Teacher assessment has much to commend it - the teacher is able to gather evidence about more of the curriculum, knows the young person, is able to collect evidence over time rather than a single snapshot. Yet, particularly when the stakes are high, teacher assessment also faces challenges. Having teacher judgements be consistent, not only within a school, but across every school in the country is a major challenge for countries internationally. For the system to be fair, teacher judgements need to be consistent nationally.
The moderation of teachers’ professional judgements is part of a national quality assurance system to ensure parity. Without moderation, this year’s results might not only have been inconsistent, they might have been far too generous. This is what we know from research on teachers’ estimates. The consequences of that for this year’s young people could have been very damaging, if this had become known as the year that the results were inflated. There is research evidence to point to differences in teacher judgement that relate to gender, class and ability. It is crucial that due attention is paid to those to ensure that young people are treated fairly.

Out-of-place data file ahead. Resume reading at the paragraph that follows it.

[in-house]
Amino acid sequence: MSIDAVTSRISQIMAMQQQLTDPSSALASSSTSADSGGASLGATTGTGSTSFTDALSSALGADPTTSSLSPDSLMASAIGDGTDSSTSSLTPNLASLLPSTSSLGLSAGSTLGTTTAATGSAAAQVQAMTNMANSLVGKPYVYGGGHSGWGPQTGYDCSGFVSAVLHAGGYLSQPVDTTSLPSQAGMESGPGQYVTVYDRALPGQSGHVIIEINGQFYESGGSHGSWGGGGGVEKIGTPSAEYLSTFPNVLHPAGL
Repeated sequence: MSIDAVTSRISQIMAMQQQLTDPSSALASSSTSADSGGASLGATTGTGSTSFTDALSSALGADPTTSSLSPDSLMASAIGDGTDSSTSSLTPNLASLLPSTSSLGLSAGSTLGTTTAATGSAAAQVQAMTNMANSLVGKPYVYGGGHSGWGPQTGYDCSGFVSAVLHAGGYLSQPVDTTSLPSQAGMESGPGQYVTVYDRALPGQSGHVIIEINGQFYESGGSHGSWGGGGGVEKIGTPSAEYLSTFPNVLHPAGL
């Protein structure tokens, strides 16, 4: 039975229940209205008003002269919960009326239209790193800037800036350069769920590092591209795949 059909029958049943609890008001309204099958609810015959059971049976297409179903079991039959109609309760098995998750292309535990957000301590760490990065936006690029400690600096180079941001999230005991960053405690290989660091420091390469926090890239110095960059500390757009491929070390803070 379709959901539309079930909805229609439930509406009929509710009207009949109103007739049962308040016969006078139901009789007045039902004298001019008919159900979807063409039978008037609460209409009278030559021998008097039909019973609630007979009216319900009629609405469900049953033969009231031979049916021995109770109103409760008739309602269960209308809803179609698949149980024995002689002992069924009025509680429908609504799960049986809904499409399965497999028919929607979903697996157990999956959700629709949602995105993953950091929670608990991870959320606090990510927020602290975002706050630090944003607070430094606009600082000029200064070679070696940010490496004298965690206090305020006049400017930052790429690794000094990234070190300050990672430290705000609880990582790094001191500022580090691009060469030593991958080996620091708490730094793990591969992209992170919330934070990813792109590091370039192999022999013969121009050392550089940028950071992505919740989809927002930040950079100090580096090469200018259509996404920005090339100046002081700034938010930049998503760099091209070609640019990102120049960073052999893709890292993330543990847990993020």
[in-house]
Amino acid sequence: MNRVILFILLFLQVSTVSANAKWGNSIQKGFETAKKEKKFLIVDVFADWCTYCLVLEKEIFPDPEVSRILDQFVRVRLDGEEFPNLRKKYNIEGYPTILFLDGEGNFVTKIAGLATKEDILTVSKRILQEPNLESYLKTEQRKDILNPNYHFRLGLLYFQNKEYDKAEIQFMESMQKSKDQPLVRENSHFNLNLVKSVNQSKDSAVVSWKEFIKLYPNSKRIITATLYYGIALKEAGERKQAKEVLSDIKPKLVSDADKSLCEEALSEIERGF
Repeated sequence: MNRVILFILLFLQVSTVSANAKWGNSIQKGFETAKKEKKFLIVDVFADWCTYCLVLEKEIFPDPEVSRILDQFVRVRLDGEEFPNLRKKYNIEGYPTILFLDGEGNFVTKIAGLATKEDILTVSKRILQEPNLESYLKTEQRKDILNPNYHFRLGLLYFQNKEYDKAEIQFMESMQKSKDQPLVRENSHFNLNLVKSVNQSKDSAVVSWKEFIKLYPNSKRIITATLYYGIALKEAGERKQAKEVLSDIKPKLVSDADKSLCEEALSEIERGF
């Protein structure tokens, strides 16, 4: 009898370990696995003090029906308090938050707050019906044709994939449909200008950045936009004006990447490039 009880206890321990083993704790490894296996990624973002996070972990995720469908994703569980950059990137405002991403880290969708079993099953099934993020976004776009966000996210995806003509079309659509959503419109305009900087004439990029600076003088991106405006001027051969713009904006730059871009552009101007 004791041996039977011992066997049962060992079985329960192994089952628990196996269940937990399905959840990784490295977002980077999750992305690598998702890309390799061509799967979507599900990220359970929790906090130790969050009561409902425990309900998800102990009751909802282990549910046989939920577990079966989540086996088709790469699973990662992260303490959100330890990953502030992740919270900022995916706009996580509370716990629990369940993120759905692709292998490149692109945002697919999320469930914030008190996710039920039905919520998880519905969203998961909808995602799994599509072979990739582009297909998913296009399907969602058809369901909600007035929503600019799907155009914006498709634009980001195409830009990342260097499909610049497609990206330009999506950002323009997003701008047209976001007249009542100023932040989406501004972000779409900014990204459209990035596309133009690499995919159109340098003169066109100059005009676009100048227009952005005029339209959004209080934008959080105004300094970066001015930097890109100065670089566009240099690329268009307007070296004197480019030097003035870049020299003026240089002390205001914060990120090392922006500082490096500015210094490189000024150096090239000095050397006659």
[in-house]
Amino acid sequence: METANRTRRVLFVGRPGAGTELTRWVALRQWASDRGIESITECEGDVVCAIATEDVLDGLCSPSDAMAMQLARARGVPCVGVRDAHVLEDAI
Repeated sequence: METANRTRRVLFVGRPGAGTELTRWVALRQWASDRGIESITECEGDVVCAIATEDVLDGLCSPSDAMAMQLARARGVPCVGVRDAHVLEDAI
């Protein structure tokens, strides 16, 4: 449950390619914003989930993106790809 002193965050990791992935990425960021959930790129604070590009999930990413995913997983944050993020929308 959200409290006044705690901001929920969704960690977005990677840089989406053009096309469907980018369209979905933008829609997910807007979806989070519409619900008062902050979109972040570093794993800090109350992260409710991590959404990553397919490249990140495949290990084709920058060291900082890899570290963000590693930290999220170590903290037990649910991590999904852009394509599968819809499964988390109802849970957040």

No method of assessment is perfect. External examinations suit some young people who thrive on the pressure - others find the pressure unbearable and struggle to cope. Have an off day on the exam day and your results can vary significantly.
No method of assessment is perfect. External examinations suit some young people who thrive on the pressure - others find the pressure unbearable and struggle to cope. Have an off day on the exam day and your results can vary significantly
Examinations are limited in what they can measure and commonly internationally lead to narrowing of the curriculum and limited approaches to learning and teaching. Significant amounts of time in 4th, 5th and 6th years are spent rehearsing for examinations and can become little more than past papers, prelims and endless tests leaving young people dissatisfied and disinterested. The Examinations become an end in themselves and learning only matters if it is in the examination.